Correa and Rodriguez appeared on NBC's Today Show on Friday, where they offered more details on how the marriage proposal went down.

We learned that Correa had been planning the proposal for more than a month.

"I knew we had championship potential in our team, so I was waiting it out," he said.

And if the Astros lost to the Los Angeles Dodgers in Game 7 of the epic series?

"There was really no Plan B," he said.

Correa revealed that the ring box he pulled from his pocket had not been hidden there all game.

"It would have been a good story if I said I had it through the whole game," Correa said. "Way too big for the pocket. And I wouldn't have been able to slide."

The ring was safely in the possession of the clubhouse attendant.

"In the 9th inning, I went to the clubhouse and told [the attendant] that I didn't want to jinx anything, but if we got three outs, he should bring out my ring," he said.

Correa explained why the proposal caught Rodriguez totally off guard.

"The only thing I was telling her about during those days was baseball, baseball, baseball. It was Game 7," he explained. "I was laser-focused on just playing baseball that she would have never thought I was going to propose at that point."

On Instagram, Rodriguez summed up her special day with a video clip of the proposal from Fox Sports and the following caption: "We both came out of game 7 with a ring. God blessed me with such an incredible man! Can't wait to spend the rest of my life with my soulmate/best friend!!! #2Rings1Night"

Credits: Proposal screen captures via Fox Sports. Close-up ring pic screen capture via today.com. Parade photo via Instagram.com/daniellardzz.

Friday, November 03, 2017

Music Friday: Drawing by 3-Year-Old Julian Lennon Inspires The Beatles' 'Lucy In The Sky With Diamonds'

Welcome to Music Friday when we bring you fantastic throwback songs with jewelry, gemstones or precious metals in the lyrics or title. Today, we deliver the inside scoop on one of the most famous — and controversial — diamond songs of all time. It's been 50 years since The Beatles released "Lucy In The Sky With Diamonds," a psychedelic song that stirred a media frenzy over what appeared to be a not-so-subtle reference to drugs. The evidence: the first letter of each of the title nouns spells "LSD."

Even though the LSD debate persists today, the song's co-writer John Lennon had debunked the drug ties to Lucy and her diamonds during a 1971 appearance on The Dick Cavett Show. The song, it turns out, was innocently inspired by a kid's drawing.

Lennon told the host, "My son came home with a drawing of a strange-looking woman flying around. He said, 'It's Lucy in the sky with diamonds.' I thought, 'That's beautiful.' I immediately wrote the song about it."

Lucy, it turns out, was a classmate of three-year-old Julian Lennon at the private Heath House School in the UK. Lucy O'Donnell (later Lucy Vodden) told the BBC in 2007 that she remembered "doing pictures on a double-sided easel, throwing paint at each other, much to the horror of the classroom attendant."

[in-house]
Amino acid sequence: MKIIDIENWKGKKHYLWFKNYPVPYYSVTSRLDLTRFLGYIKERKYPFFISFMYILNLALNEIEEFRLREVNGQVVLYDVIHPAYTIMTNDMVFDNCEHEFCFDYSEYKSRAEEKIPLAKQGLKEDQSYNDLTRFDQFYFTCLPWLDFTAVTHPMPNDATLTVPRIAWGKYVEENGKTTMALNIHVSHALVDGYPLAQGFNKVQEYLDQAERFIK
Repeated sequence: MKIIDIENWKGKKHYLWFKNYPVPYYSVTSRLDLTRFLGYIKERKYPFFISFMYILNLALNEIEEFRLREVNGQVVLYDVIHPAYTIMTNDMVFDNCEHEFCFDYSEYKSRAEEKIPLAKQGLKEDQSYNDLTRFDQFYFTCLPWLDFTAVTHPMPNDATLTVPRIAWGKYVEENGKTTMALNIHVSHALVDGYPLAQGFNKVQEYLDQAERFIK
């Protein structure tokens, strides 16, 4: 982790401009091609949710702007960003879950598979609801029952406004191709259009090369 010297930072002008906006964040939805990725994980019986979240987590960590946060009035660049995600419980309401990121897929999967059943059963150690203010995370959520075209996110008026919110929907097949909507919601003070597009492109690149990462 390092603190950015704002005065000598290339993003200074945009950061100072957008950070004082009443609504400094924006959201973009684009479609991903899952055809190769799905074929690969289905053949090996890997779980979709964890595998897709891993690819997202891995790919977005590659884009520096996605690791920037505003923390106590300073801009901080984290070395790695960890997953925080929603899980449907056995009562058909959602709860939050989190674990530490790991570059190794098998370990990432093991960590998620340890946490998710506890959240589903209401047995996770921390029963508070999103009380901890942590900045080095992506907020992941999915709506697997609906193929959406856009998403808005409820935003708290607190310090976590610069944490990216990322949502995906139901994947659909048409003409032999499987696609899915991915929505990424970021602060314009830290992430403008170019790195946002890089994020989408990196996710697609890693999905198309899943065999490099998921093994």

Noted Julian, "I don't know why I called it [Lucy In The Sky With Diamonds] or why it stood out from all my other drawings, but I obviously had an affection for Lucy at that age. I used to show Dad everything I'd built or painted at school, and this one sparked off the idea."

Co-writer Paul McCartney said the song's fantastical imagery is a nod to Lewis Carroll's Alice in Wonderland books.

McCartney told an interviewer, "We did the whole thing like an Alice In Wonderland idea, being in a boat on the river... Every so often it broke off and you saw Lucy in the sky with diamonds all over the sky. This Lucy was God, the Big Figure, the White Rabbit."

"Lucy In the Sky With Diamonds" was released as the third track from wildly successful Sgt. Pepper's Lonely Hearts Club Band album, which spent 15 weeks at #1 on the Billboard 200 chart and eventually sold more than 32 million copies worldwide. Rolling Stone magazine ranked the album #1 on its list of the "500 Greatest Albums of All Time."

The Beatles remain the best selling band in history with an estimated 800 million albums sold worldwide.

Trivia: In 2004, astronomers at the Harvard-Smithsonian Center for Astrophysics named a white dwarf star "Lucy" as a nod to The Beatles' song because they believe the super-dense star is made primarily of diamond. Previously known as BPM 37093, the star is said to be a chunk of crystallized carbon (diamond), weighing 10 billion trillion trillion carats.

Please check out the audio track of The Beatles performing "Lucy In The Sky With Diamonds." The lyrics are below if you'd like to sing along...

"Lucy In The Sky With Diamonds"
Written by John Lennon and Paul McCartney. Performed by The Beatles.

Picture yourself in a boat on a river
With tangerine trees and marmalade skies
Somebody calls you, you answer quite slowly
A girl with kaleidoscope eyes

Cellophane flowers of yellow and green
Towering over your head
Look for the girl with the sun in her eyes
And she's gone

Lucy in the sky with diamonds
Lucy in the sky with diamonds
Lucy in the sky with diamonds
Ah

Follow her down to a bridge by a fountain
Where rocking horse people eat marshmallow pies
Everyone smiles as you drift past the flowers
That grow so incredibly high

Newspaper taxis appear on the shore
Waiting to take you away
Climb in the back with your head in the clouds
And you're gone

Lucy in the sky with diamonds
Lucy in the sky with diamonds
Lucy in the sky with diamonds
Ah

Picture yourself on a train in a station
With plasticine porters with looking glass ties
Suddenly someone is there at the turnstile
The girl with the kaleidoscope eyes

Lucy in the sky with diamonds
Lucy in the sky with diamonds
Lucy in the sky with diamonds
Ah Lucy in the sky with diamonds
Lucy in the sky with diamonds
Lucy in the sky with diamonds
Ah Lucy in the sky with diamonds